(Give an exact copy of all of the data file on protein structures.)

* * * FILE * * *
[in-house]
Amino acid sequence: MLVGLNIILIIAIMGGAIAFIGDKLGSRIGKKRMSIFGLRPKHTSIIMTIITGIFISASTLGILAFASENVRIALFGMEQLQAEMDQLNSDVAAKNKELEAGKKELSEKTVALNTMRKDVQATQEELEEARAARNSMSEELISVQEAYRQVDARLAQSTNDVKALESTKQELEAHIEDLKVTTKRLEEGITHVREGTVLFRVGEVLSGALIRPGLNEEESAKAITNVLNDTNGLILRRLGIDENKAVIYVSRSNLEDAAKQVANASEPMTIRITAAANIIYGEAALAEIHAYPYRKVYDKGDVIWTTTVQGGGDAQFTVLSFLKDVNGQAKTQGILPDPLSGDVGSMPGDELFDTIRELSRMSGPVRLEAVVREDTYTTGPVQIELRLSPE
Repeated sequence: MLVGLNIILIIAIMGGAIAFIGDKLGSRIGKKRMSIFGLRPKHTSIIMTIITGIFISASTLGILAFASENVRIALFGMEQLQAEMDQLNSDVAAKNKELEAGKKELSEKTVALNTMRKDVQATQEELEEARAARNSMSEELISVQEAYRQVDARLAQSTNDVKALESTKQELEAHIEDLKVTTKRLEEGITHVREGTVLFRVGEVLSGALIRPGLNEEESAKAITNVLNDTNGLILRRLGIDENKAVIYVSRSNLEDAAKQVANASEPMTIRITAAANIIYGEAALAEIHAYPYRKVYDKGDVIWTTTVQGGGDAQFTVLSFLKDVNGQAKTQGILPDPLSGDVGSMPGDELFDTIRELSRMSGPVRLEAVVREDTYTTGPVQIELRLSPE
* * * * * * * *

[in-house]
Amino acid sequence: MLVGLNIILIIAIMGGAIAFIGDKLGSRIGKKRMSIFGLRPKHTSIIMTIITGIFISASTLGILAFASENVRIALFGMEQLQAEMDQLNSDVAAKNKELEAGKKELSEKTVALNTMRKDVQATQEELEEARAARNSMSEELISVQEAYRQVDARLAQSTNDVKALESTKQELEAHIEDLKVTTKRLEEGITHVREGTVLFRVGEVLSGALIRPGLNEEESAKAITNVLNDTNGLILRRLGIDENKAVIYVSRSNLEDAAKQVANASEPMTIRITAAANIIYGEAALAEIHAYPYRKVYDKGDVIWTTTVQGGGDAQFTVLSFLKDVNGQAKTQGILPDPLSGDVGSMPGDELFDTIRELSRMSGPVRLEAVVREDTYTTGPVQIELRLSPE
Repeated sequence: MLVGLNIILIIAIMGGAIAFIGDKLGSRIGKKRMSIFGLRPKHTSIIMTIITGIFISASTLGILAFASENVRIALFGMEQLQAEMDQLNSDVAAKNKELEAGKKELSEKTVALNTMRKDVQATQEELEEARAARNSMSEELISVQEAYRQVDARLAQSTNDVKALESTKQELEAHIEDLKVTTKRLEEGITHVREGTVLFRVGEVLSGALIRPGLNEEESAKAITNVLNDTNGLILRRLGIDENKAVIYVSRSNLEDAAKQVANASEPMTIRITAAANIIYGEAALAEIHAYPYRKVYDKGDVIWTTTVQGGGDAQFTVLSFLKDVNGQAKTQGILPDPLSGDVGSMPGDELFDTIRELSRMSGPVRLEAVVREDTYTTGPVQIELRLSPE